AT&T (NYSE: T) is gearing up to launch the Motorola (NYSE: MOT) Backflip, its first Android device, on Sunday, and with it comes a little surprise: The Google-powered phone has been stripped of its flagship search engine, and instead comes loaded with Yahoo.
The removal of Google’s search by AT&T raises a few questions: Will all of AT&T’s Android devices default to Yahoo’s search engine? Will T-Mobile USA have to honor a similar agreement with Yahoo? (NSDQ: YHOO) And, will Verizon Wireless be forced to remove Google (NSDQ: GOOG) search in favor of its exclusive search provider, Microsoft’s Bing?
An AT&T spokesman confirmed that the carrier removed Google search from the phone, but added that other apps, like Gmail, Google Maps, Google Talk, Android Market and YouTube, remain. Engadget stumbled across this nugget of information when reviewing the device this week.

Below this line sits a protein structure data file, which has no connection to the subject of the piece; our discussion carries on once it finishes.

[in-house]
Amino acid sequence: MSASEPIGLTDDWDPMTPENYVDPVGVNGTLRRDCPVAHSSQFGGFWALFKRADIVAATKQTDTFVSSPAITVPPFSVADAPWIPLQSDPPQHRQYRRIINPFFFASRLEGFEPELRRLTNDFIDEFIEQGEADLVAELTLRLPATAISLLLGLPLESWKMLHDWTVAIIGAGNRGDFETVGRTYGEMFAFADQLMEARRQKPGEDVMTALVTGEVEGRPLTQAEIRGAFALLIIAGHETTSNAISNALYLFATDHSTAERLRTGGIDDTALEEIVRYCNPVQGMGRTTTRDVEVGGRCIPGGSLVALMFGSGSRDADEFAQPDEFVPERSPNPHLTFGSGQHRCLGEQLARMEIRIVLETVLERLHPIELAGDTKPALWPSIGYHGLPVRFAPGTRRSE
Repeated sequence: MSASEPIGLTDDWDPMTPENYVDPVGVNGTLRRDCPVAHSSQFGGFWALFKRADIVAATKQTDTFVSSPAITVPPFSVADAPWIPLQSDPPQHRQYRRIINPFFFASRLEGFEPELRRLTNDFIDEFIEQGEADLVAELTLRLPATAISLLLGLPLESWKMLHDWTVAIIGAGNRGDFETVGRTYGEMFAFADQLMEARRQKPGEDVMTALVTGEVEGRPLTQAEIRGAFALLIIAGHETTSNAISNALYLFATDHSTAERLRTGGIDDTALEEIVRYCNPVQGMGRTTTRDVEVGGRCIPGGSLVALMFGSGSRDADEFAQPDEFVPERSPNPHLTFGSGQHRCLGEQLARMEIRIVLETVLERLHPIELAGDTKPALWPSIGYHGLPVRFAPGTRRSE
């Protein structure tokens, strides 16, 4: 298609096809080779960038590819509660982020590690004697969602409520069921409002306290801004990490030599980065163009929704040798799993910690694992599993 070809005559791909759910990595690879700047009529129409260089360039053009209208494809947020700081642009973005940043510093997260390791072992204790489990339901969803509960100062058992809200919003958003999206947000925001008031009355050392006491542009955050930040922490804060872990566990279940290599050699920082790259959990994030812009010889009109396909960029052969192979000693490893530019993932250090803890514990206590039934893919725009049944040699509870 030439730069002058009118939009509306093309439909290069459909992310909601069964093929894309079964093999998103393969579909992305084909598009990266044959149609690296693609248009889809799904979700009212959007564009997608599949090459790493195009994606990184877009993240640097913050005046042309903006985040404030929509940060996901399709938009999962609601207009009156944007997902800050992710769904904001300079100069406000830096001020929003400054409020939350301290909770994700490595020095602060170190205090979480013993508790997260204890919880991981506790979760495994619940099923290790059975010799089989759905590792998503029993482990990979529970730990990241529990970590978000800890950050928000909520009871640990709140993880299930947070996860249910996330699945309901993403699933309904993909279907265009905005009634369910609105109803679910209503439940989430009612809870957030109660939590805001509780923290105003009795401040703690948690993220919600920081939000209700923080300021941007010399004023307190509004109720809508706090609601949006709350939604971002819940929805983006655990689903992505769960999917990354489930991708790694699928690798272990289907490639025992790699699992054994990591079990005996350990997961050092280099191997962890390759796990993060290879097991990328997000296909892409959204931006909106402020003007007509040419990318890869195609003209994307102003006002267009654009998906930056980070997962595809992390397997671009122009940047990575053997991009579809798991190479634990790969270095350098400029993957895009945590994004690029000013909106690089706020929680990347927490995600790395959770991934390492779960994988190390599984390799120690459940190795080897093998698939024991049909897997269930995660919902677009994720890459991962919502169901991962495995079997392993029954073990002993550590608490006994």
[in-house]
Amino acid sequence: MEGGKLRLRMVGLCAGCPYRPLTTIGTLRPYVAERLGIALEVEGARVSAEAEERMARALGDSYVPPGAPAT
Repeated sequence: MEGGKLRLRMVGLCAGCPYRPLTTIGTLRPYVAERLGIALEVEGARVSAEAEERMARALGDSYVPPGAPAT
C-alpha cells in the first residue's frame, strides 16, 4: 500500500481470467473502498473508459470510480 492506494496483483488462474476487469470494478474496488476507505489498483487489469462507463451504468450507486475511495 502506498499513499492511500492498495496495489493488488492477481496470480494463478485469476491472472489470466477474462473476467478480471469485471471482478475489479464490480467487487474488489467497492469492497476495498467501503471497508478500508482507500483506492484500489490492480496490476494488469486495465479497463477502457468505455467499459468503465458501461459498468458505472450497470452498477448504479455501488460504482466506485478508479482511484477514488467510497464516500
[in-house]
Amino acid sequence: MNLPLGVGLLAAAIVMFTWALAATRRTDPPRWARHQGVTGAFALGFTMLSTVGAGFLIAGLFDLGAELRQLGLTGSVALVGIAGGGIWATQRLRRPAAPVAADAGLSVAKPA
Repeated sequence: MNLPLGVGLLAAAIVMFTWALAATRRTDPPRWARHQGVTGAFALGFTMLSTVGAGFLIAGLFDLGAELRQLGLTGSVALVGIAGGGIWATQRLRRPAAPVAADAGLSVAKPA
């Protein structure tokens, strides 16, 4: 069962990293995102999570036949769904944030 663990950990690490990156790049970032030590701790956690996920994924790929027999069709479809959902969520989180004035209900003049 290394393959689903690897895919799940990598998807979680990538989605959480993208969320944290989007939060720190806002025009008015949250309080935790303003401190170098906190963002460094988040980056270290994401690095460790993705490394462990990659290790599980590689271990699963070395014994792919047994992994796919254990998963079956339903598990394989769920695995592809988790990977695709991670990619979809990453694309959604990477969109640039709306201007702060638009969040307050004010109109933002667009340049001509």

To be sure, the space has gotten complicated as carriers have signed contractual agreements with search providers, and then those search providers have rolled out mobile phones. One thing for certain is that if this continues to be the trend, Google’s business model may be at threat. After all, it gives the operating system for free with the hopes of making money from advertising on its various services, like search. Sprint (NYSE: S) is the only U.S. carrier that routinely integrates Google search into its devices.
AT&T did not say whether Google’s search would be stripped from upcoming Android devices, including the four additional ones planned for this year. Obviously, there’s some exceptions like the iPhone.
It’s unclear if T-Mobile will ever have to do the same. It’s been about two years since T-Mobile USA launched its first Google phone, and it has yet to replace Google’s search with Yahoo — despite having a similar exclusive partnership. A T-Mobile spokesman was noncommittal: “T-Mobile hasn’t announced any changes. Google continues to be our search partner on Android devices.” UPDATE: Yahoo issued the following statement: